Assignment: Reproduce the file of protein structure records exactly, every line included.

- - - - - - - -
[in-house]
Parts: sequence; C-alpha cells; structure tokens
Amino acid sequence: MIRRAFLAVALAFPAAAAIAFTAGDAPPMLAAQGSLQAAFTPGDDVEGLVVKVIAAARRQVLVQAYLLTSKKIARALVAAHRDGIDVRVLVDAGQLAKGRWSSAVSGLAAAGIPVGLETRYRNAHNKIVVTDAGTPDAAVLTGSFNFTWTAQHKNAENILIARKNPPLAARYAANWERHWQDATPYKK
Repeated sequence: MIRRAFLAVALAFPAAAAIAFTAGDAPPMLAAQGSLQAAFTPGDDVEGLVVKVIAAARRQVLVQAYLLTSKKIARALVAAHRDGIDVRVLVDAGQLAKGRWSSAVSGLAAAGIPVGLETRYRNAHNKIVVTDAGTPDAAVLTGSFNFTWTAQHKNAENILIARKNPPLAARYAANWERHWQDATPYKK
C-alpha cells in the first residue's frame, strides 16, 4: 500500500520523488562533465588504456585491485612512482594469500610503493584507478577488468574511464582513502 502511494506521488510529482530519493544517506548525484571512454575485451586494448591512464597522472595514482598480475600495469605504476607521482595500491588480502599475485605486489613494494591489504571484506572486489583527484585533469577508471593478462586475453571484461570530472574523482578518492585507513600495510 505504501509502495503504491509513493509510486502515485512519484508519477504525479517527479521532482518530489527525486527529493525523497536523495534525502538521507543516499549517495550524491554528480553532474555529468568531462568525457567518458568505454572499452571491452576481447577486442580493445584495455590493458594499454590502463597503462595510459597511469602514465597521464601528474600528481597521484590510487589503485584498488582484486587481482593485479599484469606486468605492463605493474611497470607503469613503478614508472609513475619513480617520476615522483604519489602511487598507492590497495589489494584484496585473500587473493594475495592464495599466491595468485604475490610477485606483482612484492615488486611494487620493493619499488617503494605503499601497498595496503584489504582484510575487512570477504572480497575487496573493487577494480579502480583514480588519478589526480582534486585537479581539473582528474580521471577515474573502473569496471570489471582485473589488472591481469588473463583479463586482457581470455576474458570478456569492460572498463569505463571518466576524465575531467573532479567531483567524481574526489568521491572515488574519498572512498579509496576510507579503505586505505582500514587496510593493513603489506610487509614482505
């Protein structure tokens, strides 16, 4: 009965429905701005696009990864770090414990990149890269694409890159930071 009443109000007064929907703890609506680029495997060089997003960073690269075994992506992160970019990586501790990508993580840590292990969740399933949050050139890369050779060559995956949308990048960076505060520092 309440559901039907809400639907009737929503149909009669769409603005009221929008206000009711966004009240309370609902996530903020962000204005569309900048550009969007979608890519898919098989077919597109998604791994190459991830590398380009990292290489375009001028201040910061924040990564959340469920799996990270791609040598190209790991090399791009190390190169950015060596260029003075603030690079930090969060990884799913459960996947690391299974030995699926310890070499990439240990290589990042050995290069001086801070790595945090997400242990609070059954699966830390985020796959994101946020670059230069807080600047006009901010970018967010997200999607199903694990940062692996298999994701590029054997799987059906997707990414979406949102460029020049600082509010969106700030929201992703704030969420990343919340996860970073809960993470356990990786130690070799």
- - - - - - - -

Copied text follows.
[in-house]
Parts: sequence; C-alpha cells; structure tokens
Amino acid sequence: MIRRAFLAVALAFPAAAAIAFTAGDAPPMLAAQGSLQAAFTPGDDVEGLVVKVIAAARRQVLVQAYLLTSKKIARALVAAHRDGIDVRVLVDAGQLAKGRWSSAVSGLAAAGIPVGLETRYRNAHNKIVVTDAGTPDAAVLTGSFNFTWTAQHKNAENILIARKNPPLAARYAANWERHWQDATPYKK
Repeated sequence: MIRRAFLAVALAFPAAAAIAFTAGDAPPMLAAQGSLQAAFTPGDDVEGLVVKVIAAARRQVLVQAYLLTSKKIARALVAAHRDGIDVRVLVDAGQLAKGRWSSAVSGLAAAGIPVGLETRYRNAHNKIVVTDAGTPDAAVLTGSFNFTWTAQHKNAENILIARKNPPLAARYAANWERHWQDATPYKK
C-alpha cells in the first residue's frame, strides 16, 4: 500500500520523488562533465588504456585491485612512482594469500610503493584507478577488468574511464582513502 502511494506521488510529482530519493544517506548525484571512454575485451586494448591512464597522472595514482598480475600495469605504476607521482595500491588480502599475485605486489613494494591489504571484506572486489583527484585533469577508471593478462586475453571484461570530472574523482578518492585507513600495510 505504501509502495503504491509513493509510486502515485512519484508519477504525479517527479521532482518530489527525486527529493525523497536523495534525502538521507543516499549517495550524491554528480553532474555529468568531462568525457567518458568505454572499452571491452576481447577486442580493445584495455590493458594499454590502463597503462595510459597511469602514465597521464601528474600528481597521484590510487589503485584498488582484486587481482593485479599484469606486468605492463605493474611497470607503469613503478614508472609513475619513480617520476615522483604519489602511487598507492590497495589489494584484496585473500587473493594475495592464495599466491595468485604475490610477485606483482612484492615488486611494487620493493619499488617503494605503499601497498595496503584489504582484510575487512570477504572480497575487496573493487577494480579502480583514480588519478589526480582534486585537479581539473582528474580521471577515474573502473569496471570489471582485473589488472591481469588473463583479463586482457581470455576474458570478456569492460572498463569505463571518466576524465575531467573532479567531483567524481574526489568521491572515488574519498572512498579509496576510507579503505586505505582500514587496510593493513603489506610487509614482505
């Protein structure tokens, strides 16, 4: 009965429905701005696009990864770090414990990149890269694409890159930071 009443109000007064929907703890609506680029495997060089997003960073690269075994992506992160970019990586501790990508993580840590292990969740399933949050050139890369050779060559995956949308990048960076505060520092 309440559901039907809400639907009737929503149909009669769409603005009221929008206000009711966004009240309370609902996530903020962000204005569309900048550009969007979608890519898919098989077919597109998604791994190459991830590398380009990292290489375009001028201040910061924040990564959340469920799996990270791609040598190209790991090399791009190390190169950015060596260029003075603030690079930090969060990884799913459960996947690391299974030995699926310890070499990439240990290589990042050995290069001086801070790595945090997400242990609070059954699966830390985020796959994101946020670059230069807080600047006009901010970018967010997200999607199903694990940062692996298999994701590029054997799987059906997707990414979406949102460029020049600082509010969106700030929201992703704030969420990343919340996860970073809960993470356990990786130690070799």